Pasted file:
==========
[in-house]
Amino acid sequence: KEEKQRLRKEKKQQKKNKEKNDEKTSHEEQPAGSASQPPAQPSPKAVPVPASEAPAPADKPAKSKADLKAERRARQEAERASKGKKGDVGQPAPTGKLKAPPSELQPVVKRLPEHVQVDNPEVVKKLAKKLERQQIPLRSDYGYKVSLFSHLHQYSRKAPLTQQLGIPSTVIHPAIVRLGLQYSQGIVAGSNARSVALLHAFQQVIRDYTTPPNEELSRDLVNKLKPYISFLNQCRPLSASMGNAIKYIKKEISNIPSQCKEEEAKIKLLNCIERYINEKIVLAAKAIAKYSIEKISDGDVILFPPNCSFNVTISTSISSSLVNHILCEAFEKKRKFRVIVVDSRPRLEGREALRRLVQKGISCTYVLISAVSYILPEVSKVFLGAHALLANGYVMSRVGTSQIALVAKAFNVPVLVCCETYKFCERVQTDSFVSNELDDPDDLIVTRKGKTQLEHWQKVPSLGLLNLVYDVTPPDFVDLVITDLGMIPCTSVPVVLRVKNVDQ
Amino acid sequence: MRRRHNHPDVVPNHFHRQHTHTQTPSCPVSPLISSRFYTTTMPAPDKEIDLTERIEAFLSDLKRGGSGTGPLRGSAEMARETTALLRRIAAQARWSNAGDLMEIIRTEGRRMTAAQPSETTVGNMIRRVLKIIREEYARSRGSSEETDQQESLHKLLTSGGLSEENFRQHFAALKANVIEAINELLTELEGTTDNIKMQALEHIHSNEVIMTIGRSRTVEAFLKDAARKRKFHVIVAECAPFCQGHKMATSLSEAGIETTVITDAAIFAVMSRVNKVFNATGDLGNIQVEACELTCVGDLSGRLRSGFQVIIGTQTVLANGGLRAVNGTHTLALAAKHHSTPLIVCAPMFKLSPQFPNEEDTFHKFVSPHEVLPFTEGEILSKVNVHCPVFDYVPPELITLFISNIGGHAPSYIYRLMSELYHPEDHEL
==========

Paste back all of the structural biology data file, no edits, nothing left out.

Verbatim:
[in-house]
Amino acid sequence: KEEKQRLRKEKKQQKKNKEKNDEKTSHEEQPAGSASQPPAQPSPKAVPVPASEAPAPADKPAKSKADLKAERRARQEAERASKGKKGDVGQPAPTGKLKAPPSELQPVVKRLPEHVQVDNPEVVKKLAKKLERQQIPLRSDYGYKVSLFSHLHQYSRKAPLTQQLGIPSTVIHPAIVRLGLQYSQGIVAGSNARSVALLHAFQQVIRDYTTPPNEELSRDLVNKLKPYISFLNQCRPLSASMGNAIKYIKKEISNIPSQCKEEEAKIKLLNCIERYINEKIVLAAKAIAKYSIEKISDGDVILFPPNCSFNVTISTSISSSLVNHILCEAFEKKRKFRVIVVDSRPRLEGREALRRLVQKGISCTYVLISAVSYILPEVSKVFLGAHALLANGYVMSRVGTSQIALVAKAFNVPVLVCCETYKFCERVQTDSFVSNELDDPDDLIVTRKGKTQLEHWQKVPSLGLLNLVYDVTPPDFVDLVITDLGMIPCTSVPVVLRVKNVDQ
Amino acid sequence: MRRRHNHPDVVPNHFHRQHTHTQTPSCPVSPLISSRFYTTTMPAPDKEIDLTERIEAFLSDLKRGGSGTGPLRGSAEMARETTALLRRIAAQARWSNAGDLMEIIRTEGRRMTAAQPSETTVGNMIRRVLKIIREEYARSRGSSEETDQQESLHKLLTSGGLSEENFRQHFAALKANVIEAINELLTELEGTTDNIKMQALEHIHSNEVIMTIGRSRTVEAFLKDAARKRKFHVIVAECAPFCQGHKMATSLSEAGIETTVITDAAIFAVMSRVNKVFNATGDLGNIQVEACELTCVGDLSGRLRSGFQVIIGTQTVLANGGLRAVNGTHTLALAAKHHSTPLIVCAPMFKLSPQFPNEEDTFHKFVSPHEVLPFTEGEILSKVNVHCPVFDYVPPELITLFISNIGGHAPSYIYRLMSELYHPEDHEL